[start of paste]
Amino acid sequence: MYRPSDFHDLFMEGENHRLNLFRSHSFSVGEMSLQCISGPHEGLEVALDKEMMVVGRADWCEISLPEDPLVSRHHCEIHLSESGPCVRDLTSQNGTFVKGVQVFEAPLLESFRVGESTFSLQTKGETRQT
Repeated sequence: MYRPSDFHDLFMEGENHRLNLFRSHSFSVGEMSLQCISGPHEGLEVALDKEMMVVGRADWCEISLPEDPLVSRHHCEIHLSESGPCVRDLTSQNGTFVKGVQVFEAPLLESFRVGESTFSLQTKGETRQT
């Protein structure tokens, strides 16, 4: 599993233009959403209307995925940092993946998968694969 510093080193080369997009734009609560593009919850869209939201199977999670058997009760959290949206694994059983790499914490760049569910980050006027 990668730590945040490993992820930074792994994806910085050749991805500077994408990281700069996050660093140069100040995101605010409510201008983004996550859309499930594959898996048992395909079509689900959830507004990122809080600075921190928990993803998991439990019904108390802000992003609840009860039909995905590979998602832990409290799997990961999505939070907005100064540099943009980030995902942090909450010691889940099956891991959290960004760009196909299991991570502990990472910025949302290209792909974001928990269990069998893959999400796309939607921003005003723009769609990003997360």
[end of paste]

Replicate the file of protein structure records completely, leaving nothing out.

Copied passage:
Amino acid sequence: MYRPSDFHDLFMEGENHRLNLFRSHSFSVGEMSLQCISGPHEGLEVALDKEMMVVGRADWCEISLPEDPLVSRHHCEIHLSESGPCVRDLTSQNGTFVKGVQVFEAPLLESFRVGESTFSLQTKGETRQT
Repeated sequence: MYRPSDFHDLFMEGENHRLNLFRSHSFSVGEMSLQCISGPHEGLEVALDKEMMVVGRADWCEISLPEDPLVSRHHCEIHLSESGPCVRDLTSQNGTFVKGVQVFEAPLLESFRVGESTFSLQTKGETRQT
């Protein structure tokens, strides 16, 4: 599993233009959403209307995925940092993946998968694969 510093080193080369997009734009609560593009919850869209939201199977999670058997009760959290949206694994059983790499914490760049569910980050006027 990668730590945040490993992820930074792994994806910085050749991805500077994408990281700069996050660093140069100040995101605010409510201008983004996550859309499930594959898996048992395909079509689900959830507004990122809080600075921190928990993803998991439990019904108390802000992003609840009860039909995905590979998602832990409290799997990961999505939070907005100064540099943009980030995902942090909450010691889940099956891991959290960004760009196909299991991570502990990472910025949302290209792909974001928990269990069998893959999400796309939607921003005003723009769609990003997360």